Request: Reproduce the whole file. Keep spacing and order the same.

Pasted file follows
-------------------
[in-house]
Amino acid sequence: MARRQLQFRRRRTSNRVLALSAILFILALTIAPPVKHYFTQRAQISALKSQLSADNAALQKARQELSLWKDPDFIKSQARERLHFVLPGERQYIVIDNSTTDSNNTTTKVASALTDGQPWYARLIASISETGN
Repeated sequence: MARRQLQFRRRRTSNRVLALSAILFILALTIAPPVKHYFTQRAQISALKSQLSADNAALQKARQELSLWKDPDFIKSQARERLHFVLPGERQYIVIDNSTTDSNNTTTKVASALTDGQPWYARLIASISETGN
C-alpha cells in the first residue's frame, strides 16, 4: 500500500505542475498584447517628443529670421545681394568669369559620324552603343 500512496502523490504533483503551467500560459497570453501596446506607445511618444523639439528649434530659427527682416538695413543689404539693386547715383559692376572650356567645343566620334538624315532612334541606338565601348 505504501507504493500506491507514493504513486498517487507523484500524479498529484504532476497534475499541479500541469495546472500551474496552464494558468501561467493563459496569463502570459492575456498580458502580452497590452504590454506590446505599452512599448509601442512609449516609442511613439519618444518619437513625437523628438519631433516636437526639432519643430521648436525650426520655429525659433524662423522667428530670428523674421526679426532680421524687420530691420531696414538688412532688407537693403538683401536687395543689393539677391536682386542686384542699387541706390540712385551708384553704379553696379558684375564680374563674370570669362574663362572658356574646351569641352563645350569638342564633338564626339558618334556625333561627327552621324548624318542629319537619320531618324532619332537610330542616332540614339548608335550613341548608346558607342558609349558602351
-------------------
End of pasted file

[in-house]
Amino acid sequence: MARRQLQFRRRRTSNRVLALSAILFILALTIAPPVKHYFTQRAQISALKSQLSADNAALQKARQELSLWKDPDFIKSQARERLHFVLPGERQYIVIDNSTTDSNNTTTKVASALTDGQPWYARLIASISETGN
Repeated sequence: MARRQLQFRRRRTSNRVLALSAILFILALTIAPPVKHYFTQRAQISALKSQLSADNAALQKARQELSLWKDPDFIKSQARERLHFVLPGERQYIVIDNSTTDSNNTTTKVASALTDGQPWYARLIASISETGN
C-alpha cells in the first residue's frame, strides 16, 4: 500500500505542475498584447517628443529670421545681394568669369559620324552603343 500512496502523490504533483503551467500560459497570453501596446506607445511618444523639439528649434530659427527682416538695413543689404539693386547715383559692376572650356567645343566620334538624315532612334541606338565601348 505504501507504493500506491507514493504513486498517487507523484500524479498529484504532476497534475499541479500541469495546472500551474496552464494558468501561467493563459496569463502570459492575456498580458502580452497590452504590454506590446505599452512599448509601442512609449516609442511613439519618444518619437513625437523628438519631433516636437526639432519643430521648436525650426520655429525659433524662423522667428530670428523674421526679426532680421524687420530691420531696414538688412532688407537693403538683401536687395543689393539677391536682386542686384542699387541706390540712385551708384553704379553696379558684375564680374563674370570669362574663362572658356574646351569641352563645350569638342564633338564626339558618334556625333561627327552621324548624318542629319537619320531618324532619332537610330542616332540614339548608335550613341548608346558607342558609349558602351